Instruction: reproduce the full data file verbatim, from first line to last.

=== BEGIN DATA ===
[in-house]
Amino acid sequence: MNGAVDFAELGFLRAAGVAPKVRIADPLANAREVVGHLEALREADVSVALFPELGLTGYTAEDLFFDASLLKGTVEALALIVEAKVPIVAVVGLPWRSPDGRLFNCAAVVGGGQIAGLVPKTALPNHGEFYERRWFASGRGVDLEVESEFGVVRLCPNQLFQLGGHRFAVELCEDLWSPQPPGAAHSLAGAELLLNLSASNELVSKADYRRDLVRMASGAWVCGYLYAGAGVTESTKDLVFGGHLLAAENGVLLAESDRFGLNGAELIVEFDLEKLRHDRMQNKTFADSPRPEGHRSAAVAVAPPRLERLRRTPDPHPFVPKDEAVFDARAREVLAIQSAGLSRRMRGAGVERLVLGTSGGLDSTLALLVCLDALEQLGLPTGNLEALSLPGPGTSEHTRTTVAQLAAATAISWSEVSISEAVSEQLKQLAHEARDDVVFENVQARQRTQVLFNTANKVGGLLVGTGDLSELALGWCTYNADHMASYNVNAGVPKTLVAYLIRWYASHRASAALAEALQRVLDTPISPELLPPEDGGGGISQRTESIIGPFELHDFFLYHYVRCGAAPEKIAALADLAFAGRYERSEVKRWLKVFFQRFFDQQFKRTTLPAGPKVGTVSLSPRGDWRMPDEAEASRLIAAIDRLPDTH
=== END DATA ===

[in-house]
Amino acid sequence: MNGAVDFAELGFLRAAGVAPKVRIADPLANAREVVGHLEALREADVSVALFPELGLTGYTAEDLFFDASLLKGTVEALALIVEAKVPIVAVVGLPWRSPDGRLFNCAAVVGGGQIAGLVPKTALPNHGEFYERRWFASGRGVDLEVESEFGVVRLCPNQLFQLGGHRFAVELCEDLWSPQPPGAAHSLAGAELLLNLSASNELVSKADYRRDLVRMASGAWVCGYLYAGAGVTESTKDLVFGGHLLAAENGVLLAESDRFGLNGAELIVEFDLEKLRHDRMQNKTFADSPRPEGHRSAAVAVAPPRLERLRRTPDPHPFVPKDEAVFDARAREVLAIQSAGLSRRMRGAGVERLVLGTSGGLDSTLALLVCLDALEQLGLPTGNLEALSLPGPGTSEHTRTTVAQLAAATAISWSEVSISEAVSEQLKQLAHEARDDVVFENVQARQRTQVLFNTANKVGGLLVGTGDLSELALGWCTYNADHMASYNVNAGVPKTLVAYLIRWYASHRASAALAEALQRVLDTPISPELLPPEDGGGGISQRTESIIGPFELHDFFLYHYVRCGAAPEKIAALADLAFAGRYERSEVKRWLKVFFQRFFDQQFKRTTLPAGPKVGTVSLSPRGDWRMPDEAEASRLIAAIDRLPDTH